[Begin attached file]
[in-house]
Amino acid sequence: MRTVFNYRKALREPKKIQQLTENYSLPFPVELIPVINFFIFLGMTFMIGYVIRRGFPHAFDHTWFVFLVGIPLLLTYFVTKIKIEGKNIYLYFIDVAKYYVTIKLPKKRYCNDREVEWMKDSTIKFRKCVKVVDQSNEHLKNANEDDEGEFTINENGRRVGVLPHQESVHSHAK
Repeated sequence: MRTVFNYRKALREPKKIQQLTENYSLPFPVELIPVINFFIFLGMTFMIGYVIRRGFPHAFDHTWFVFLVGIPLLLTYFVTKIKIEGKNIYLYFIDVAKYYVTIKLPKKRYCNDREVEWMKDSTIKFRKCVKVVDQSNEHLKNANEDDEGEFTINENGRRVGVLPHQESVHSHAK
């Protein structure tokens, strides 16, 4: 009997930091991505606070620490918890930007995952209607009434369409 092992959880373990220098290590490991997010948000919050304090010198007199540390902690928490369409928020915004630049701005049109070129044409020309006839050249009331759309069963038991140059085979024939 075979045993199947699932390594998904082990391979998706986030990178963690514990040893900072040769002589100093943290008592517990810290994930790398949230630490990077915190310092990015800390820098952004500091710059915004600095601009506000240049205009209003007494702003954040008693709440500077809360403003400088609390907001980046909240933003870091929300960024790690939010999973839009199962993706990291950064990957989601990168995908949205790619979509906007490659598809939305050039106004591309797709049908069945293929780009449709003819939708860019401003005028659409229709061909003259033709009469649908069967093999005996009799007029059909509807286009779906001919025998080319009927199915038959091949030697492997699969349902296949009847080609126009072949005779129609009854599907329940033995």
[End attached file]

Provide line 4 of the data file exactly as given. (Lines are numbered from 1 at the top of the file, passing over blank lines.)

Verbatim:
């Protein structure tokens, strides 16, 4: 009997930091991505606070620490918890930007995952209607009434369409 092992959880373990220098290590490991997010948000919050304090010198007199540390902690928490369409928020915004630049701005049109070129044409020309006839050249009331759309069963038991140059085979024939 075979045993199947699932390594998904082990391979998706986030990178963690514990040893900072040769002589100093943290008592517990810290994930790398949230630490990077915190310092990015800390820098952004500091710059915004600095601009506000240049205009209003007494702003954040008693709440500077809360403003400088609390907001980046909240933003870091929300960024790690939010999973839009199962993706990291950064990957989601990168995908949205790619979509906007490659598809939305050039106004591309797709049908069945293929780009449709003819939708860019401003005028659409229709061909003259033709009469649908069967093999005996009799007029059909509807286009779906001919025998080319009927199915038959091949030697492997699969349902296949009847080609126009072949005779129609009854599907329940033995």